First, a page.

For the last few years, students in Sharon Lozada’s STARs Peer Leadership and Community Action class and Student Government
have analyzed the achievement and opportunity gaps at CRLS. In 2015, the STARs class authored a report about ways to close the gaps at CRLS. They observed that heterogeneous classes would benefit all students:
More diverse classes, in background and in learning style, would make class discussions and activities richer and deeper. This would also improve the overall learning experience and understanding for all students. As long as students are fully supported and challenged, this change would definitely benefit students and enhance their CRLS experience in a range of ways. (Leek, et. al. 2015)
STARs and students involved in student government have observed that tracking creates segregation within the school, and that students are therefore not able benefit from the rich diversity of our community.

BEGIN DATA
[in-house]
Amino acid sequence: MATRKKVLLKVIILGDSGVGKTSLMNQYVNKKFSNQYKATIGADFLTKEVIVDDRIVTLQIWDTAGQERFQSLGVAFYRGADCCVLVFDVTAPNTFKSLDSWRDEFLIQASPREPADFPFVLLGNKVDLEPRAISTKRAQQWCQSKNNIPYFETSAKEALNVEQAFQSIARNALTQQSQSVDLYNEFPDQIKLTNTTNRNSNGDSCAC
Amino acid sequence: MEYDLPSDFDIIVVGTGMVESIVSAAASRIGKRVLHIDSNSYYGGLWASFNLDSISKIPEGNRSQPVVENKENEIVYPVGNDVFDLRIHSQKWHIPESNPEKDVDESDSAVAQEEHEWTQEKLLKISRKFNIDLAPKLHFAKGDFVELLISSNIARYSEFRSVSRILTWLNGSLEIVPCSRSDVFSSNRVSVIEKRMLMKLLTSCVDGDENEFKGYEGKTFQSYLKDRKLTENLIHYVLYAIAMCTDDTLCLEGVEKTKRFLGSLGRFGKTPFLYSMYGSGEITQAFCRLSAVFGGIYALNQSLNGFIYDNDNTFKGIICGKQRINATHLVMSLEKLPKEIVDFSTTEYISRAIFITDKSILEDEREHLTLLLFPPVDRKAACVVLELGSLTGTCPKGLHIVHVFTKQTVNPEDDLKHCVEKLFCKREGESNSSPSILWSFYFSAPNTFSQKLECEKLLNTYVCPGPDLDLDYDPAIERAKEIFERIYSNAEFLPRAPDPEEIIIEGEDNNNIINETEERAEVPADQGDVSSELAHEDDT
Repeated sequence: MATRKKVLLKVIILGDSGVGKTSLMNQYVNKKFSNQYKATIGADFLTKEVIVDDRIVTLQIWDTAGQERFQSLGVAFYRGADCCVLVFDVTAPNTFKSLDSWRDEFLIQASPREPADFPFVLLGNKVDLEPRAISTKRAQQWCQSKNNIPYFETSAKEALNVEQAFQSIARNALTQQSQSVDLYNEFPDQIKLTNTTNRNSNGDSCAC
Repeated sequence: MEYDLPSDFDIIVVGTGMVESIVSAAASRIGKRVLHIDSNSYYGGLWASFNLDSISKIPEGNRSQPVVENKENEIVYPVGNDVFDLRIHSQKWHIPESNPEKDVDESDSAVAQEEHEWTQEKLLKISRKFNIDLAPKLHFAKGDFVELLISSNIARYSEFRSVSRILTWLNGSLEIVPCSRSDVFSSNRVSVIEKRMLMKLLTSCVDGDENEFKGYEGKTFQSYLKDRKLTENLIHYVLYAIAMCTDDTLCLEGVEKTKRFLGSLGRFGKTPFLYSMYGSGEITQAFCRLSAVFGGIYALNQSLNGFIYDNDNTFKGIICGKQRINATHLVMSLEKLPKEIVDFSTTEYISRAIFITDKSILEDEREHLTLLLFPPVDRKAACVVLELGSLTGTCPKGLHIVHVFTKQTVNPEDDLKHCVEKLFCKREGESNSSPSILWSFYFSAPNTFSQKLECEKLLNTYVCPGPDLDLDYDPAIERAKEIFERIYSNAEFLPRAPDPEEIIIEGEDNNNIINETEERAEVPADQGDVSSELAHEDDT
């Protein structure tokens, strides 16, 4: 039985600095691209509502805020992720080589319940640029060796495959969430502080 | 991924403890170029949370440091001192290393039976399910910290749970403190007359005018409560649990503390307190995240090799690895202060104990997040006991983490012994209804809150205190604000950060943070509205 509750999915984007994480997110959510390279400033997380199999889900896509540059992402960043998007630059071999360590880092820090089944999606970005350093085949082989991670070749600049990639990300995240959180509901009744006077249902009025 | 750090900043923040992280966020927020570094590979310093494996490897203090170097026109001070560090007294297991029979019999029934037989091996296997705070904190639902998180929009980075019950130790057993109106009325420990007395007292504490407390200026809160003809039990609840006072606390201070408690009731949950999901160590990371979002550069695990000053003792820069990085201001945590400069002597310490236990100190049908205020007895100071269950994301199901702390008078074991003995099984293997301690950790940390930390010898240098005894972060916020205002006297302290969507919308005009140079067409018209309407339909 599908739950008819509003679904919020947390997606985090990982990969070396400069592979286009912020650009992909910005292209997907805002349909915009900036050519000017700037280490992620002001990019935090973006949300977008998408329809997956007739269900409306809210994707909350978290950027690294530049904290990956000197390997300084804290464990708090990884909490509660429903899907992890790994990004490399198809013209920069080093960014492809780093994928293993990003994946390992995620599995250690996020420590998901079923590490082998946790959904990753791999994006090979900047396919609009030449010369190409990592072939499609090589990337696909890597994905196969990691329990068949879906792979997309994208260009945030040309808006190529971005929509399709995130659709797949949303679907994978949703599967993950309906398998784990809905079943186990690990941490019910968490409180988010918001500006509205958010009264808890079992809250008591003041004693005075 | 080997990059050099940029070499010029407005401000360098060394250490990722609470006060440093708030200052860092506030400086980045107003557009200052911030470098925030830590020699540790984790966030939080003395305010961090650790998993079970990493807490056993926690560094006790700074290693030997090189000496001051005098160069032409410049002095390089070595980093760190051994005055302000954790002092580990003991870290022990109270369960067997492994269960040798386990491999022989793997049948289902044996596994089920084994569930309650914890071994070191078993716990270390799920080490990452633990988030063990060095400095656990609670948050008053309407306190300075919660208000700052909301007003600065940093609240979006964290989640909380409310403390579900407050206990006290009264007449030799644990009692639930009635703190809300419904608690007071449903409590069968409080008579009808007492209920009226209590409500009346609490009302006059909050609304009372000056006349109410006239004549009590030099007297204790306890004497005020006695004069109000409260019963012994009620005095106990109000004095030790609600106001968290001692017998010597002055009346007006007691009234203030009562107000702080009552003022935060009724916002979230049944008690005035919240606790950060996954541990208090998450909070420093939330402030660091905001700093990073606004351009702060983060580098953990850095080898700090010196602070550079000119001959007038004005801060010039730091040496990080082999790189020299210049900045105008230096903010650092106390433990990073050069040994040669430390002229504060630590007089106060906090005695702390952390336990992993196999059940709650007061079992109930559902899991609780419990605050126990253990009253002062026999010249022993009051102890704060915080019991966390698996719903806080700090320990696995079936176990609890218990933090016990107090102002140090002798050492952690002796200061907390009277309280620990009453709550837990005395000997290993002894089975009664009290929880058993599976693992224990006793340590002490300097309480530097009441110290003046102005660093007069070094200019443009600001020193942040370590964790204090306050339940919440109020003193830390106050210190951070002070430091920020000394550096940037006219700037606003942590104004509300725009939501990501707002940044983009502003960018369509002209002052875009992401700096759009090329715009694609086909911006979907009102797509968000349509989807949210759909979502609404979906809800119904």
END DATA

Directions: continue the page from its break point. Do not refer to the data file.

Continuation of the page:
Burris, Carol Corbett. On The Same Track: How Schools Can Join the Twenty-First-Century Struggle Against Resegregation. Boston: Beacon Press, 2014.
Hattie, John. Visible Learning: A Synthesis of Over 800 Meta-Analyses Relating to Achievement. London and New York: Routledge, 2009.
Leek, Gideon and Emma Ramsdell, Devonte Richards, Chorobi Sagna & Sarah Whiteman. “Recommendations to Close the Achievement Gap at CRLS.” STARs Peer Leadership and Community Action. Cambridge Rindge and Latin School, Cambridge, MA. 25 January 2015.
Oakes, Jeannie. Keeping Track: How Schools Structure Inequality. New Haven and London: Yale University Press, 1985.